Intelligence - just having input and output doesn't get you anywhere. You need to know what to do with it. Actually, this might be one of the easier ones to accomplish, because by the time we have decent sensors, computing will be really cheap, and if we can get knowledge representation in the correct form, and are willing to settle for a task-solving robot, we are pretty much done. Then again, AI has been great at producing failures, and little else.

Run time - nobody wants a robot that needs to be plugged in every hour. If you want a life-size humanoid running around your house, well, you'll need a small nuclear reactor on board.

So where will robots be in the next 50 years? I think we'll see two trends. The cash-in-fast crowd will continue to produce things like toys and roombas. The other major trend is robots becoming us. Or rather, part of us. Since the whole see-think-act part is tough, but we have most of the mechanics, I think most of the interesting developments will be seen not in robots per se, but in robotic additions to people. Robotic arms for amputees have made leaps and bounds in the last generation. Exoskeletons that allow people to lift 20x thier weight could someday be as common as diving gear (again, run time is the main issue there). Intelligent, self-sufficient robots in labs will continue to be impressive, but won't be able to run outside the lab.. yet.

Just my pessimistic opinion....


05-12-2009, 12:59 AM
Yes. I forgot to mention that earlier. We can only do so much in an environment that the robot can work best in. The world is dynamic. Things happen without warning. You can't (as of yet) analyze a voice or face in a crowd. Neither could a robot navigate it's way through a crowd. Then robots fall, and when they're expensive like ASIMO, it's no fun.

05-12-2009, 03:46 AM
Actually, I've seen some pretty outstanding face recognition in tremendous crowds

With face isolation, regardless of the crowd size, each face is the only face.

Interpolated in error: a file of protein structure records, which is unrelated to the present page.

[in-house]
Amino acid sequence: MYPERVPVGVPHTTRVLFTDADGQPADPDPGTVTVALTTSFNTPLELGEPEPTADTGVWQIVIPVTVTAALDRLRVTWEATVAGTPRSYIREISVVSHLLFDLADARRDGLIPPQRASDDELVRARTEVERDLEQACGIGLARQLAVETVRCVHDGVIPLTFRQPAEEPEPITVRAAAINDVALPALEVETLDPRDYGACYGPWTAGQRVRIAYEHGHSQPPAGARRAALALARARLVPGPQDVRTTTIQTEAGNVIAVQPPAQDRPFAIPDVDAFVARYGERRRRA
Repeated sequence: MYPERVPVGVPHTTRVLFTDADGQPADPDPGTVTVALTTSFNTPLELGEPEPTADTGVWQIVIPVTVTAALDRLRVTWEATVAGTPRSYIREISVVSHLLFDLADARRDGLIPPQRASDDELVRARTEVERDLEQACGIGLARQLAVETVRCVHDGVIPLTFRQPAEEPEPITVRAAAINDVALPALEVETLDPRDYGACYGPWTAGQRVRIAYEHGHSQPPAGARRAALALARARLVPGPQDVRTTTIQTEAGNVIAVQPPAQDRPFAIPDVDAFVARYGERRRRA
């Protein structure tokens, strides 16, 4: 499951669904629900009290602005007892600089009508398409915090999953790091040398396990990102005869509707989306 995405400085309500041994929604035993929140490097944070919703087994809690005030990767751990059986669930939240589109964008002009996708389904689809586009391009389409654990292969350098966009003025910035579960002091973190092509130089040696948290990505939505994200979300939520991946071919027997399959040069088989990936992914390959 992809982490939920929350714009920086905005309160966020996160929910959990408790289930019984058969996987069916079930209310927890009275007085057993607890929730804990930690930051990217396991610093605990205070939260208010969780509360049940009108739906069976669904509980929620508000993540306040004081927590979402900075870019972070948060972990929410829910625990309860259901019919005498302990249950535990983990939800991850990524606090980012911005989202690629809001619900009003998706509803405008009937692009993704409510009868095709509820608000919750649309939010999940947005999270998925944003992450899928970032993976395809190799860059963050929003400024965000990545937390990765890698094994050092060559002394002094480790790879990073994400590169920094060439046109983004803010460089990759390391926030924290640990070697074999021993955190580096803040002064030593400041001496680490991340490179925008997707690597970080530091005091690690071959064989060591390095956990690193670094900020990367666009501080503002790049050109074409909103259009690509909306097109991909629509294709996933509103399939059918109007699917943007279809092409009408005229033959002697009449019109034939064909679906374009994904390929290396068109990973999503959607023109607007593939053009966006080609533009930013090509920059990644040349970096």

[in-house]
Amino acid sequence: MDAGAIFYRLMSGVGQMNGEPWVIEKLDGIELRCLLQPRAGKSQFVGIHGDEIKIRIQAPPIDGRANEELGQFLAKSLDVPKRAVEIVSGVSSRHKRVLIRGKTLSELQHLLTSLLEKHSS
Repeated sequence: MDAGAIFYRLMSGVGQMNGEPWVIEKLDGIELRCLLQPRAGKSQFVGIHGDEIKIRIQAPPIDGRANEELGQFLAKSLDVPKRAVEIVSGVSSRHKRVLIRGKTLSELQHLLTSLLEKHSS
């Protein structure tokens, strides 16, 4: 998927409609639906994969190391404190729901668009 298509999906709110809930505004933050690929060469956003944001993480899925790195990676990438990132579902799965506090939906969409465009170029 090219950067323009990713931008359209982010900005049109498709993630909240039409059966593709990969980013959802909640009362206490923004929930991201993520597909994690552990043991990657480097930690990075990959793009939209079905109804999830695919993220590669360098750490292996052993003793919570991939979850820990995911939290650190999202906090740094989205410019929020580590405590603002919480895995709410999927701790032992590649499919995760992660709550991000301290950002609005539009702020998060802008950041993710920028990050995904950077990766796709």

05-13-2009, 12:16 AM
I don't know about other people but I don't think we should give robots emotions.
In the movie I,Robot, a guy says "one they robots will have dreams," but I think that kind of stuff is not neccessary. After all, robots are just to help people, not like a new species that willl share the earth with us.
Just thinking...

05-13-2009, 01:49 AM
Without some simulacra emotional response, humans won't relate to them so they can never fully integrate with our requirements.

Doctor Robotnik
05-13-2009, 02:30 AM
I don't think it has to be toy or humanoid. I think you could do quite a bit with a box with arms. It would be a lot cost effective. I think anything beyond the range of a large scale applience to car in costs will prevent a robot in every home. Even the perfect humanoid with all the perception,intelligence, ect, would take quite a while to get from lab to pick one up at the hardware store. As for emotions, They may well be given the ability to read human emotional states and thus interact with them based on it. I don't think they have to be particularly humnoid to express emotional states. The tachikomas did that quite well and look like jumping spiders. Yes I know they are fictional, but it shows you can express yourself through body language and voice.